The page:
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Where can founders find startup funding in Delaware?

Venture capital, yes, but there are high stakes to consider. Here's advice from local angel investors via the 2022 Delaware Entrepreneurial Summit, plus a roundup of resources for scoring free money first.

Delaware-based VC Pedro Moore in 2019. (Courtesy Photo)
Two angels, a former Marine and a shark walked into a museum … and dished out some serious wisdom on how startups can think about getting funding.

For entrepreneurs with a dream, it is important to demystify the role that venture capital and angel investors could — but don’t necessarily need to — play in a path to a well-funded company. Being an entrepreneur looking for capital can feel like you’re swimming upstream — especially in the First State, which isn’t known as a VC hub. Fortunately, there is a tried-and-true structure to apply.

“Putting the Fun in Funding: Discover the Venture Capital Right Here in Delaware” boasted a panel rich with expertise on angel investing, entrepreneurship and venture capital. Moderated by Noah Olson, director of innovation of the Delaware Prosperity Partnership, this talk held at the Delaware History Museum was part of the New Castle County Chamber of Commerce’s Delaware Entrepreneurial Summit.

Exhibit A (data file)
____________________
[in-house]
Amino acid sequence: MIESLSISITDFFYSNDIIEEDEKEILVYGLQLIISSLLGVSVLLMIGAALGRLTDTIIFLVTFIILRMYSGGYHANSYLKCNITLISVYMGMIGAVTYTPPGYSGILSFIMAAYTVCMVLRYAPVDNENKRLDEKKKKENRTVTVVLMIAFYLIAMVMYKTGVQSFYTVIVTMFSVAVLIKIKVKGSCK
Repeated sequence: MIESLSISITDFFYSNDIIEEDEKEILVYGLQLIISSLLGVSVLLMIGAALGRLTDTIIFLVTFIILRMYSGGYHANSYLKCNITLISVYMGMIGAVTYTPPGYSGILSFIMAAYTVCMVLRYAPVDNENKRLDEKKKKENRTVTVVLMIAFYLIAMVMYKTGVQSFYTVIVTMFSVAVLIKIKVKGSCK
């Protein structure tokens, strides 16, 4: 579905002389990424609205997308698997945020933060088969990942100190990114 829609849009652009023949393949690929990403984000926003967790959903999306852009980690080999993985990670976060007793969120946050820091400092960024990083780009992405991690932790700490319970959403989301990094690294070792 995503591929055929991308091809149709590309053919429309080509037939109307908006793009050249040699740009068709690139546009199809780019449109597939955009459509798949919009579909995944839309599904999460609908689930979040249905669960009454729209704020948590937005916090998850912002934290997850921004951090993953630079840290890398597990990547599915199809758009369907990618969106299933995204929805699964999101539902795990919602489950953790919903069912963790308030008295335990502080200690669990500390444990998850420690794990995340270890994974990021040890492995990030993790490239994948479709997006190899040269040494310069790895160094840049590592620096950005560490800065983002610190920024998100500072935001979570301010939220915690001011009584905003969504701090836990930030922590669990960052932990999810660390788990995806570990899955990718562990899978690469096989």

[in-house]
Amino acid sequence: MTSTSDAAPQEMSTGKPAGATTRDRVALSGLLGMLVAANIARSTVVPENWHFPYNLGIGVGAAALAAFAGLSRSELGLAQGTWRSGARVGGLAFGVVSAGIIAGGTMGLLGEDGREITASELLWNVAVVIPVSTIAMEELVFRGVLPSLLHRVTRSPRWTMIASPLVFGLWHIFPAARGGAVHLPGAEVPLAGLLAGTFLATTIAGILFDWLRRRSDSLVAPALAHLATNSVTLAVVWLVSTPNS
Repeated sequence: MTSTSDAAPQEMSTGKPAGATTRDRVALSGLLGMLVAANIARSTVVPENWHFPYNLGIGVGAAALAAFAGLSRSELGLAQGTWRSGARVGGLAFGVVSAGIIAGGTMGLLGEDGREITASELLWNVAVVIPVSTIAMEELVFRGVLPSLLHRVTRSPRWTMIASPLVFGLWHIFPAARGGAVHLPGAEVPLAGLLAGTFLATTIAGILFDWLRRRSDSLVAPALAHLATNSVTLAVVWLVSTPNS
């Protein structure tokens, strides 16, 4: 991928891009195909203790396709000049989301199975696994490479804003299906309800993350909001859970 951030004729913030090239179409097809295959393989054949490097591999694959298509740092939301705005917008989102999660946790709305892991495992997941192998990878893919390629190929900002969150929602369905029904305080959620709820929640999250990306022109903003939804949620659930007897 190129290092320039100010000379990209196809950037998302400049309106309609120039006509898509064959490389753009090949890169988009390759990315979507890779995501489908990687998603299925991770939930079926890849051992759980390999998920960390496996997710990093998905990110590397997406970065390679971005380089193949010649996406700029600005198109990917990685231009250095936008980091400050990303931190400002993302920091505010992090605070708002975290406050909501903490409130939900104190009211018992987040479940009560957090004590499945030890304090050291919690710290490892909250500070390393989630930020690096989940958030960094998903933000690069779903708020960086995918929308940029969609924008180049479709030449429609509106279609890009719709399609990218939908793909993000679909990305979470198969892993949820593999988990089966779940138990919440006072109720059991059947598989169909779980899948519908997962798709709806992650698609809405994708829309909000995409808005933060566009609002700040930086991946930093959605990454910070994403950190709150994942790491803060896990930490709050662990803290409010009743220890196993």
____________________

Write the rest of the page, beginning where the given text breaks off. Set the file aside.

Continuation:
The big takeaways from the conversation:

Start off with a plan, a vision and a strategy

“Then, figure out who you need to connect with to validate those visions,” said Nicole Homer, cofounder of Middletown-based sportstech company Hx Innovations (and the former Marine on the panel). “Allow yourself to go through the fire, and allow yourself to be validated first before you ask for any money.”

Homer, who has pursued both traditional VC and crowdfunding, knows that once you start raising money, you don’t ever stop. Funds are allocated toward growth or R&D nearly immediately so with a high burn rate, being a fundraising founder doesn’t just screech to a halt after a seed round.

Homer first applied for contests and grants, raised from friends and family, then networked her way in with angel investors like David Liss of the Delaware Idea Club, where she puts the funds straight to work. There, she found a synergy between an angel network comprised of doctors who had relevant experience and could act as not only investors, but advisors.

Know the angel investor’s sweet spot

Liss started the Delaware Idea Club angel network by pooling funds from friends. He shared why angel investors are motivated: For his group in particular, it can be intellectually stimulating to evaluate businesses, and offers a way to diversify assets.

Neither becoming an angel investor or getting an angel investor is as simple as giving out money. It takes finding the right investors aligned with the interest and expertise to accelerate your company’s growth, and a lot of paper process to get the check written in the first place. You need income of over $200,000 as a single person or $300,000 as a couple to become an angel investor, but once the angel investor status is established you can reap capital gains tax benefits from investing in small businesses.